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The Changing Face of Bali

Editorial: Balinese Development Expert Outlines How Balinese are Becoming Disenfranchised from the Land that was Once their Birthright.


Bali News: The Changing Face of Bali
Click Image to Enlarge

(8/17/2009)

An article below was originally published in The Jakarta Post on Tuesday, August 4, 2009. Written by Balinese Ketut Kartika Inggas, it underlines impact the tourism industry is having on the island's culture and traditional life style. Inggas is an alumnae of University of East Anglia, England (MA in Development Studies), currently working in Bangkok:

Getting a Bigger Share of Bali's Tourism Pie


Pan Merta stared emptily at a small corner of the rice field in front of him. His only son, Putu, was running around barefoot chasing away birds trying to eat the rice grains.

He remembers many years back when he was his son's age: He also liked to chase the birds away with the other village boys, only then the rice field was much larger - at least ten times its size now - and all the land belonged to his father. Now, almost all of this huge paddy field of his youth has changed into a five-star resort.

The rest, the little piece of the land that is still used to grow rice, is not his property any more. Pan Merta's childhood was wonderful. After school, he always ran to his family's paddy field and played there until sunset. Little Merta always had enough to eat, wore new clothes for the Galungan holidays, and the whole family were always together.

Now, these are only sweet memories that taste bitter, especially when he realizes he cannot bequeath those great childhood experiences to his young Putu. His son often sleeps with an empty stomach, and had to drop out after elementary school because his father's income as a tenant farmer was not enough to pay for his tuition and books.

Pan Merta is not alone. Unfortunately there are many victims of Bali's tourism development that emphasizes only the competition for more investment without sufficiently preventing its negative impacts.

The beauty of the island, the unique Balinese culture, and its friendly smiling people have made Bali one of the top tourist destinations for decades. The island's tourism industry has brought many investors to Bali to build five-star hotels and international chains.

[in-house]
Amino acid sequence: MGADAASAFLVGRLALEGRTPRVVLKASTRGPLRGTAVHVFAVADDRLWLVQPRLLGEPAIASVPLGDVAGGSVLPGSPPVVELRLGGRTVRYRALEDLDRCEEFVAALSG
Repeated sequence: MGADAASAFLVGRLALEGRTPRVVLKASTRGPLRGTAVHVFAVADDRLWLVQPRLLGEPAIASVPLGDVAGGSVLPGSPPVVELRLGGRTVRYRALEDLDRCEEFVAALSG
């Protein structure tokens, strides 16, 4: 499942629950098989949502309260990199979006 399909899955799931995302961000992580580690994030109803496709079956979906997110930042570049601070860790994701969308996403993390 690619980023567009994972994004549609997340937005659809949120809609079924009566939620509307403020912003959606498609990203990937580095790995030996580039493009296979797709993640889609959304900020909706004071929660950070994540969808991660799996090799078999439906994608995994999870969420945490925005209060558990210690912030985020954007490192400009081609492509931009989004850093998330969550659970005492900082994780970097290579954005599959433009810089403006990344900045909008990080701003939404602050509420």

With the open tap of investment that encourages Balinese to sell their land, now the most desirable spaces in Bali no longer belong to Balinese. Most of the land with the best economic prospects is now owned by non-Balinese.

Maybe at first, Balinese were happy with the instant gratification of receiving a lot of money at once when they sold the land. But now, there is nothing left. The money they got from selling their land disappeared in consumption spending. What is left now is only poverty, as with Pan Merta.

But Pan Merta's story gets worse. The village leader forced his father to sell the land, claiming it had become too dry to be cultivated anymore. His father nervously sold the land cheaply, only to find out later there was a conspiracy among the village leader, the developers and the irrigation officials to cut off the water supply to his land. Not long after that, his family watched in anger the construction of a big resort commenced on what used to be their land.

Of course, there are many Balinese who have better stories than Pan Merta - stories of those who suddenly became rich by selling their land and reinvested the money in profitable businesses.

It is also true that the many years of booming tourism has boosted the Bali economy, created more jobs for the people, and given alternatives to Balinese to just being poor farmers.

The traditional Balinese concept of Tri Hita Karana - the Balinese Hindu norm that keeps harmony and balance between humans and God, humans and humans, and humans and the environment, has frequently been ignored.

Ignoring this concept continues to erode Bali's environment and degrade Balinese social, cultural and religious life. In the name of maximizing return on investment, so much has been sacrificed; environment problem, friction among the community, and the shifting of Balinese way of life from agrarian to a commercial and consumption based society.

Bali cannot deny that its economy depends on tourism. Indeed it is the island's major source of income. Data from Bali trade office recorded that tourism contributed about 60 percent of the region's income. Reports say that Bali, one of Indonesia's 33 provinces, generates between US$2 and 3 billion a year from its tourism industry, which contributes 30 percent to the total national tourism income.

However, it is also very important to ensure that tourism development will not debase Balinese culture, its environment, and its people.

Rapid investment in the tourism industry means nothing if Balinese are swept away and marginalized. For this reason, tourism should also give priority to lifting Balinese out of poverty.

If related stakeholders ignore this premise, sad stories like Pan Merta's will more and more mark Balinese life.

Related Editorial

[Editorial: Bali at the Crossroads]


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